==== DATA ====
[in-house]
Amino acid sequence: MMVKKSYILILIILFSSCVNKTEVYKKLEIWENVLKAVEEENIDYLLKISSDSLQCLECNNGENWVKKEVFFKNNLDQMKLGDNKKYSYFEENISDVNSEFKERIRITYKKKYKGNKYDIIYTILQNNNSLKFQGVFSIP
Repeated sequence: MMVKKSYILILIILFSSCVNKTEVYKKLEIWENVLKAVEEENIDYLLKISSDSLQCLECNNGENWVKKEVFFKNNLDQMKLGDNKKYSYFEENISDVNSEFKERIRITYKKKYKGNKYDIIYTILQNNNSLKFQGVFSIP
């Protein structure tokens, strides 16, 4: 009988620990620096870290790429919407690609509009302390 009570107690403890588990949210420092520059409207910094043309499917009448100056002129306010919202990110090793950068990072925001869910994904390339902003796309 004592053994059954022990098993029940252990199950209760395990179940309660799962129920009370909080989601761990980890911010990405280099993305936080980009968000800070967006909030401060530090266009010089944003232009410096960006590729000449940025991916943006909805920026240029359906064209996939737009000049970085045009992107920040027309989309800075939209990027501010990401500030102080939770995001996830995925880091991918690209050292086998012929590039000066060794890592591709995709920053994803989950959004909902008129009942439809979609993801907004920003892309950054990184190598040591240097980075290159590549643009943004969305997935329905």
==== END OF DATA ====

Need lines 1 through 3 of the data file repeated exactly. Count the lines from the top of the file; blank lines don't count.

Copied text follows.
[in-house]
Amino acid sequence: MMVKKSYILILIILFSSCVNKTEVYKKLEIWENVLKAVEEENIDYLLKISSDSLQCLECNNGENWVKKEVFFKNNLDQMKLGDNKKYSYFEENISDVNSEFKERIRITYKKKYKGNKYDIIYTILQNNNSLKFQGVFSIP
Repeated sequence: MMVKKSYILILIILFSSCVNKTEVYKKLEIWENVLKAVEEENIDYLLKISSDSLQCLECNNGENWVKKEVFFKNNLDQMKLGDNKKYSYFEENISDVNSEFKERIRITYKKKYKGNKYDIIYTILQNNNSLKFQGVFSIP